- #1

fahraynk

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## Homework Statement

When drugs are used to treat a medical condition, doctors often recommend starting with a higher dose on the first day than on subsequent days. In this problem, we consider a simple model to understand why. Assume that the human body is a tank of blood and that drugs instantly dissolve in the blood when ingested. Further assume that the drug vanishes from the body at a rate that is proportional to drug concentration.

Let X[n] represent the amount of drug taken on day n, and let y[n] represent the total amount of drug in the blood on day n, just after the dos x[n] has dissolved int eh blood, so that :

y[n]=x[n]+##\alpha##[n-1].

Assume that no drug is in the blood before day 0, and that one unit of drug is taken each day, starting with day 0. Determine an expression for the amount of drug in the blood immediately after the dose on day n has dissolved.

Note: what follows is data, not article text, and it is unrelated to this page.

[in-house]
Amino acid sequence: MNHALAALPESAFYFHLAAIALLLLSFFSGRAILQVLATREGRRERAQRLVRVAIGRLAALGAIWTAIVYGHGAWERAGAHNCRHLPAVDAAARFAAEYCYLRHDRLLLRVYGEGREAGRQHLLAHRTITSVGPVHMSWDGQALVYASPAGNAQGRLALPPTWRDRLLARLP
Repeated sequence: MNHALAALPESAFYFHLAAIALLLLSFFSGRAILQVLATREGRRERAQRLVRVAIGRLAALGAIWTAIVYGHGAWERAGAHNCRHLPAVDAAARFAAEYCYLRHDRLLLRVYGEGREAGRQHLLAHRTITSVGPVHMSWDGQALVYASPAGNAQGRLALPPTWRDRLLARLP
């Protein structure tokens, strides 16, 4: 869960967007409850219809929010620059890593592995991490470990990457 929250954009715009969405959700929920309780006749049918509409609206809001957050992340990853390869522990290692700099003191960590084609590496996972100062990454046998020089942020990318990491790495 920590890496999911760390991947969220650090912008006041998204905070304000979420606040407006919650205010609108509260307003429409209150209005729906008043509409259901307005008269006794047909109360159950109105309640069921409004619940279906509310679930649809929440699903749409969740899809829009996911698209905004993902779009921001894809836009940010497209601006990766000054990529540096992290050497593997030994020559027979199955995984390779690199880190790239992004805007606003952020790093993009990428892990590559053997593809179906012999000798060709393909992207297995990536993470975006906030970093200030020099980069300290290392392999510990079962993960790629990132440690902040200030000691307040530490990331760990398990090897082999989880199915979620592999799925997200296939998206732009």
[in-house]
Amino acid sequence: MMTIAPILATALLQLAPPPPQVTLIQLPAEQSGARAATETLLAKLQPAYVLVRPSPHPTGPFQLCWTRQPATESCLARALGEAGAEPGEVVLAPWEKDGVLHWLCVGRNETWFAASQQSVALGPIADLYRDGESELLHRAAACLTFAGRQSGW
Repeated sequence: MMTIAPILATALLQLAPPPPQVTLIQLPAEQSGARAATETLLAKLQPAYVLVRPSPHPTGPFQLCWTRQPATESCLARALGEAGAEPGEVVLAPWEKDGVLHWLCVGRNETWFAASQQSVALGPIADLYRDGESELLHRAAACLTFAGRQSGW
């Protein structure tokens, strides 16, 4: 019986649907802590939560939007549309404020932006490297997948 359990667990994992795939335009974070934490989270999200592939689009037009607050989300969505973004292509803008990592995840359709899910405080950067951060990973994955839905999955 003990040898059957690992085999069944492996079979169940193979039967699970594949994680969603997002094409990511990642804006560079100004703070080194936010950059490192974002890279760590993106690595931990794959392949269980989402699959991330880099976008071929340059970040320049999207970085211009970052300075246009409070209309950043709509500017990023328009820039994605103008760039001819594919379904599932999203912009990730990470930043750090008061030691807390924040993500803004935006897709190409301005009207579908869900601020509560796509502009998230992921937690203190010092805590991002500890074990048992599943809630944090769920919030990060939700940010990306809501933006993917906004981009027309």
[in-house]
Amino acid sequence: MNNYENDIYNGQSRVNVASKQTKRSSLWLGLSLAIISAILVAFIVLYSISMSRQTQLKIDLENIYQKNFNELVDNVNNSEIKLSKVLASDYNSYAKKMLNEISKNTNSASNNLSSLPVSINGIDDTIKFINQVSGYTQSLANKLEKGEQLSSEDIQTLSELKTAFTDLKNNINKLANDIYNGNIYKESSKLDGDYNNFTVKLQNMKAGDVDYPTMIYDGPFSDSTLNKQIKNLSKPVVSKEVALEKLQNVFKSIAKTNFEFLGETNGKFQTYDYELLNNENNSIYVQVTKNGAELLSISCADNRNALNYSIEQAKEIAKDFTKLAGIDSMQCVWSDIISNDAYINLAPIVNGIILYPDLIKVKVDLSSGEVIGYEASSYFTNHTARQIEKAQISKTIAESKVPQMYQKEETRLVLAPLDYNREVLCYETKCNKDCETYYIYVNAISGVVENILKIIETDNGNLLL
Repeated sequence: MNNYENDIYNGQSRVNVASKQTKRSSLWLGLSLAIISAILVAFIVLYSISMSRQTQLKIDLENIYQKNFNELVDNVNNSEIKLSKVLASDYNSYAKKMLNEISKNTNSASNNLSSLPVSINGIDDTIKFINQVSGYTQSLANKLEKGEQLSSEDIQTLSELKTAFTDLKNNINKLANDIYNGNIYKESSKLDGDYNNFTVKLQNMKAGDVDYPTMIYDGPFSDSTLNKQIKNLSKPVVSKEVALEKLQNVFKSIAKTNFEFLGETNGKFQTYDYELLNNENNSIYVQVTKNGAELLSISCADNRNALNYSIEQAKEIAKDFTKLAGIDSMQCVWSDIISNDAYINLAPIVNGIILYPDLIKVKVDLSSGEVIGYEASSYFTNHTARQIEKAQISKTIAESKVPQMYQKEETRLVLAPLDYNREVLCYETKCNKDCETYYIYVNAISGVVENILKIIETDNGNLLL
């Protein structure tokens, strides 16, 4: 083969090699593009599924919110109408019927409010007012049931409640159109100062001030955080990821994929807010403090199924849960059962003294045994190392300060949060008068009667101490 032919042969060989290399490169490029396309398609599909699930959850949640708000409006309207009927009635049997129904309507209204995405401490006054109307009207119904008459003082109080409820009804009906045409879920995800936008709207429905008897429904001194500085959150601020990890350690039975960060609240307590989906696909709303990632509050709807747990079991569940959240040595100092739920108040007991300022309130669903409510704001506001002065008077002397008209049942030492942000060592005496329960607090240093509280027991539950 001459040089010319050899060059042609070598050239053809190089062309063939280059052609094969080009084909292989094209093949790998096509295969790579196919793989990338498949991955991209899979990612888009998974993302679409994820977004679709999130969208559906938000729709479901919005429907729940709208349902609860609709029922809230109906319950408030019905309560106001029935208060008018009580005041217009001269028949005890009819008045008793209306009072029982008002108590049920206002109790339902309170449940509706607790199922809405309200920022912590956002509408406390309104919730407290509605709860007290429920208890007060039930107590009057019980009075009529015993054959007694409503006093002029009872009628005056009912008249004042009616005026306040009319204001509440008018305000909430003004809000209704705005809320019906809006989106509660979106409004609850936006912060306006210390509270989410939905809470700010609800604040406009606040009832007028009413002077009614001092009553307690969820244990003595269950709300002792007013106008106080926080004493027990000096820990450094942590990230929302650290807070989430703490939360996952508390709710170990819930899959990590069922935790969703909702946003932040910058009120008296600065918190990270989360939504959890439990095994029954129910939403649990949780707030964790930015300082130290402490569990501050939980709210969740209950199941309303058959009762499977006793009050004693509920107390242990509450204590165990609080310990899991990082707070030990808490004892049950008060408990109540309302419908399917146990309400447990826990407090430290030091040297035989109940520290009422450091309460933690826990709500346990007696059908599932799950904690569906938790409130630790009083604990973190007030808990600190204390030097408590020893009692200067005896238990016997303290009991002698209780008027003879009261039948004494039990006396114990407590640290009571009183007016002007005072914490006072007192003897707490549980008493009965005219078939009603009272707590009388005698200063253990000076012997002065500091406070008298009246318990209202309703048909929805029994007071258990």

## Homework Equations

## The Attempt at a Solution

I plug ##y=P^n## into the difference equation to get ##y_h=K\alpha^n## and I plug ##y=C## into the equation for the particular solution and get for an answer :

## y = K\alpha^n - \frac{x(n)}{\alpha-1}##

The book says this:

Solve by iteration :

##n : y[n]##

##0 : 1##

##1:1+\alpha##

##2:1+\alpha+\alpha^2##

##3:1+\alpha+\alpha^2+\alpha^3##

##...## : ## ...##

##n : \frac{1-\alpha^{n+1}}{1-\alpha}##

Books answer is : ##\frac{1-\alpha^{n+1}}{1-\alpha}##

I think the book is using a power series representation or something like that. Is my answer wrong for x(n)=1 ? If so what am I doing wrong ? I rather not use a power series if I can answer the difference equation using methods I already know like undetermined coefficients.